There were a lot of great ideas which didn’t make the cut, but the new API should allow us to add new features more easily and we plan to expand on this release in the future. After a round of feedback from the community we hope to put a beta version of the API out for testing and will then work towards finalising it a month or two after that. Third party developers will then be able to start updating their existing applications (or writing new ones) and passing the benefits of the new features on to you, our faithful users.

We’re hoping that by making scrobbling development easier we will be taking more steps towards getting every musical device on the planet scrobbling. Let us know what you think.

:: Read More
(Published: Fri, 19 Mar 2010 07:07:51 -0700)

Now in the Playground: Scrobbling Timelines

Being a sysadmin at Last.fm can be a rather tough and at times unrewarding job. It involves maintaining hundreds of servers that get hammered by millions of users every single day, and to complicate things even further they’re spread across three different datacentres. Since Laurie is currently our longest-serving sysadmin, he’s already shed substantial amounts of blood, sweat and tears keeping Last.fm running smoothly. So of course I made him wet his pants the other day by firing up a Hadoop job while he was sitting next to the nodes in the datacentre. Having started to feel a bit of remorse, I thought it’d be only right to finally give him back some love.

Luckily, making Laurie happy isn’t that hard — all it really takes is showing him some graphs. It’s not an accident that Google returns him as top result for the “if it moves, graph it” saying. He even showcased his obsession with graphs over the Xmas holidays, using his Cacti skills to graph parking availability at large UK shopping centres.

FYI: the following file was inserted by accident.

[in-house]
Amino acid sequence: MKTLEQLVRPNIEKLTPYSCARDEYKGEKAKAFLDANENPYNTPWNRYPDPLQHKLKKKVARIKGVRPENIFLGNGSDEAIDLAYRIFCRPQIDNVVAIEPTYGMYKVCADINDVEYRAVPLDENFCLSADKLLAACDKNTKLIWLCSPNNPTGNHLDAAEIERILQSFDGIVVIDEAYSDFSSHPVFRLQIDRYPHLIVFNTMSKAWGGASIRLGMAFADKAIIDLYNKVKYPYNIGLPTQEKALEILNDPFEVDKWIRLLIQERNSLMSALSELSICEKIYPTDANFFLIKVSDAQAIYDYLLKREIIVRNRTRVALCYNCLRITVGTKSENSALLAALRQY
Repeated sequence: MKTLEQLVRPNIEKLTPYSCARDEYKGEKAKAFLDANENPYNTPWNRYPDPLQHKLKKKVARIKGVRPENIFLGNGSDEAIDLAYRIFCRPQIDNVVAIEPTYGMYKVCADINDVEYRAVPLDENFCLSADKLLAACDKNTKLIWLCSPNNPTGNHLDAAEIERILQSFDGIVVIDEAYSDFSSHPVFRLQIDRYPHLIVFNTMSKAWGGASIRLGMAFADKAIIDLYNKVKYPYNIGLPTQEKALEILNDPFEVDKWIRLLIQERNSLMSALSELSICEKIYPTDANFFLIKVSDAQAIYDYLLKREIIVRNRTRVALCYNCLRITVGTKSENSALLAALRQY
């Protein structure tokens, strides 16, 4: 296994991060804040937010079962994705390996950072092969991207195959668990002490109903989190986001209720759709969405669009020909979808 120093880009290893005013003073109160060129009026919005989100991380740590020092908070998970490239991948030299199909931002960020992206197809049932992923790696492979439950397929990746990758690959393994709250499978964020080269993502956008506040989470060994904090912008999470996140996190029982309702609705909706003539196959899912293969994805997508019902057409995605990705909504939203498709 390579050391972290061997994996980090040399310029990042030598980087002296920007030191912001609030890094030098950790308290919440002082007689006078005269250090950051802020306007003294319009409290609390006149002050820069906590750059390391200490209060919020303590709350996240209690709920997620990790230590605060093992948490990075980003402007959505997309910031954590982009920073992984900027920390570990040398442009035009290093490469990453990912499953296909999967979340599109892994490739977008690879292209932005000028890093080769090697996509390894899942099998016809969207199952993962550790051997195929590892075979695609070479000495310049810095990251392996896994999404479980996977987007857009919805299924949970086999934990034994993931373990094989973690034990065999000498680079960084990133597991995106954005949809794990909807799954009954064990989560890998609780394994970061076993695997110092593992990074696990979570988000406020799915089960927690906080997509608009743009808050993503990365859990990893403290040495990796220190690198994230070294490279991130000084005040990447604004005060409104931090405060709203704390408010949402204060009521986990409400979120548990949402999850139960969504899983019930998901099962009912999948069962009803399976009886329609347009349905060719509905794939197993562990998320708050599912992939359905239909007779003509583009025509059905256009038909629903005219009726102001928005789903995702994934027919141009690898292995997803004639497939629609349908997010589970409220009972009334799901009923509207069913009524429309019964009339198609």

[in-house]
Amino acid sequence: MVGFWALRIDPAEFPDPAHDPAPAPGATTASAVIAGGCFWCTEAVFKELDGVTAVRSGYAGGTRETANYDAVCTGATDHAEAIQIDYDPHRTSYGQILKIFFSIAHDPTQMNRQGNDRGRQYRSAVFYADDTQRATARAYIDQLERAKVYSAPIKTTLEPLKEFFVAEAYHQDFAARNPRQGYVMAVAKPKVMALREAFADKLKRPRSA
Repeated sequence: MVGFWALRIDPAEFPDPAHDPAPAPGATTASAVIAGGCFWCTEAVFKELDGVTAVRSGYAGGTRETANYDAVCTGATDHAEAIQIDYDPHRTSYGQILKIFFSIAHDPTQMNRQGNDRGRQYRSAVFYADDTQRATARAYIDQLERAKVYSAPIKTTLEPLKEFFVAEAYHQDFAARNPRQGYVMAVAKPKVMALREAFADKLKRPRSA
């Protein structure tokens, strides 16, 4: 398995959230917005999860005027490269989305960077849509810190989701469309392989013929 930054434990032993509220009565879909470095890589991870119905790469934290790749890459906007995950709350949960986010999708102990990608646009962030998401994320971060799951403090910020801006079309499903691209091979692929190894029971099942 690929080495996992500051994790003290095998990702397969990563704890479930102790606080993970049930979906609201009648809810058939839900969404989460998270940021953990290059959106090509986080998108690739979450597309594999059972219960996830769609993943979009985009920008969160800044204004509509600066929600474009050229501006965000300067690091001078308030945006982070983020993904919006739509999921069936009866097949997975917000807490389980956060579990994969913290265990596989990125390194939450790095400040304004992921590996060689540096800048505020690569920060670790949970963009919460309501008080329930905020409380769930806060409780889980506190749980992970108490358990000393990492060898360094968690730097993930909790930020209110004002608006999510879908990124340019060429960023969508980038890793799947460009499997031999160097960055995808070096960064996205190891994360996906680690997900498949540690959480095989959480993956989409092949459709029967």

Graphs are clearly Laurie’s raison d‘tre, so it didn’t take me long to figure out that a great way of thanking him would be to write some code that does something we’ve been working towards for some time at Last.fm: generating personalized, real-time scrobbling history graphs. And while I was at it, I turned the code into a Playground demo that we’ve made available not only to subscribers, but to anyone who has ever scrobbled a track.

Here’s the first graph Laurie saw when checking out the Scrobbling Timeline demo:

Apparently, he recently reached his 20,000th scrobble milestone by listening to a Geek Rock track. By clicking on the cumulative check box, he was able to transform this graph into the following one:

Looks like he’s been scrobbling pretty steadily, with a minor drop in spring/summer for the last 3 years. (At this point he said “wow, that’s cool!”, which made me feel all warm and fuzzy inside.)

I didn’t really keep track of what else Laurie did with the demo, but presumably he discovered that he could restrict the graphs to a specific artist and that it was also possible to compare his scrobbling timelines with those of his friends. In any case, he seemed to like it. Hopefully you’ll like it too, and please let us know why if you don’t!

:: Read More
(Published: Mon, 15 Feb 2010 03:21:02 -0800)

Hacking in Stockholm

Last weekend I was lucky enough to voyage to Stockholm with Jonty and Michael to represent Team Last.fm at Music Hack Day.

Music Hack Day’s premise is simple –find the best and brightest tech and music geeks, get them all together for a weekend, mix in APIs and workshops from every online music service worth its salt, and then spend 24 hours making… well, anything!

Started by Soundcloud’s Dave Haynes here in London last July, subsequent Music Hack Days in Berlin and Boston have cemented their reputation as the best tech events going, music or no. (Anthony from the Hype Machine did a nice write-up on some of the ingredients that make them great.)